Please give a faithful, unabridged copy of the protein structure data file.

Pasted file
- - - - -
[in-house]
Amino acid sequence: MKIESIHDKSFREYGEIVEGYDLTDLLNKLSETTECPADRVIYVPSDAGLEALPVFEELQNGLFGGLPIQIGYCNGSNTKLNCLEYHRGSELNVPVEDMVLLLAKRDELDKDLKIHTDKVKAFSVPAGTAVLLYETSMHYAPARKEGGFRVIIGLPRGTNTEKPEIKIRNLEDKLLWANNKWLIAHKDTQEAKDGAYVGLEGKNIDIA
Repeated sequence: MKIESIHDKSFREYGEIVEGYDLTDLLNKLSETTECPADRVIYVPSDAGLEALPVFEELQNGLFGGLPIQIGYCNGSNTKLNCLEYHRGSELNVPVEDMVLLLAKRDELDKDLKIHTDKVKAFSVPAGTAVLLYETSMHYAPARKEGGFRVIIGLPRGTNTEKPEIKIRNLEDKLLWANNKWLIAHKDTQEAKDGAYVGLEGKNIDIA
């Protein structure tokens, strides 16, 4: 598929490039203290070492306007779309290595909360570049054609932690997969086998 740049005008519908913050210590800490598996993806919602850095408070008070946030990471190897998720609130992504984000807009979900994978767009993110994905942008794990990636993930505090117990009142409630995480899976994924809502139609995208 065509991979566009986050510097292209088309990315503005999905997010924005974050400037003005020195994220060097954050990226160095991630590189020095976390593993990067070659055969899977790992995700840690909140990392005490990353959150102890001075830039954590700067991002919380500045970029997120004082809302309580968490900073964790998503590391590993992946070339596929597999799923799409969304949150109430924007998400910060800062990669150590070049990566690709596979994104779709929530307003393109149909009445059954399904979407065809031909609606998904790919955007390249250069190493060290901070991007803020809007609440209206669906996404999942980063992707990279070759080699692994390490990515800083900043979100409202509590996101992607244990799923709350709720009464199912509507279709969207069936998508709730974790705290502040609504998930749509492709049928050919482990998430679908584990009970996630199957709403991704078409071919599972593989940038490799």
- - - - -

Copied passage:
[in-house]
Amino acid sequence: MKIESIHDKSFREYGEIVEGYDLTDLLNKLSETTECPADRVIYVPSDAGLEALPVFEELQNGLFGGLPIQIGYCNGSNTKLNCLEYHRGSELNVPVEDMVLLLAKRDELDKDLKIHTDKVKAFSVPAGTAVLLYETSMHYAPARKEGGFRVIIGLPRGTNTEKPEIKIRNLEDKLLWANNKWLIAHKDTQEAKDGAYVGLEGKNIDIA
Repeated sequence: MKIESIHDKSFREYGEIVEGYDLTDLLNKLSETTECPADRVIYVPSDAGLEALPVFEELQNGLFGGLPIQIGYCNGSNTKLNCLEYHRGSELNVPVEDMVLLLAKRDELDKDLKIHTDKVKAFSVPAGTAVLLYETSMHYAPARKEGGFRVIIGLPRGTNTEKPEIKIRNLEDKLLWANNKWLIAHKDTQEAKDGAYVGLEGKNIDIA
């Protein structure tokens, strides 16, 4: 598929490039203290070492306007779309290595909360570049054609932690997969086998 740049005008519908913050210590800490598996993806919602850095408070008070946030990471190897998720609130992504984000807009979900994978767009993110994905942008794990990636993930505090117990009142409630995480899976994924809502139609995208 065509991979566009986050510097292209088309990315503005999905997010924005974050400037003005020195994220060097954050990226160095991630590189020095976390593993990067070659055969899977790992995700840690909140990392005490990353959150102890001075830039954590700067991002919380500045970029997120004082809302309580968490900073964790998503590391590993992946070339596929597999799923799409969304949150109430924007998400910060800062990669150590070049990566690709596979994104779709929530307003393109149909009445059954399904979407065809031909609606998904790919955007390249250069190493060290901070991007803020809007609440209206669906996404999942980063992707990279070759080699692994390490990515800083900043979100409202509590996101992607244990799923709350709720009464199912509507279709969207069936998508709730974790705290502040609504998930749509492709049928050919482990998430679908584990009970996630199957709403991704078409071919599972593989940038490799």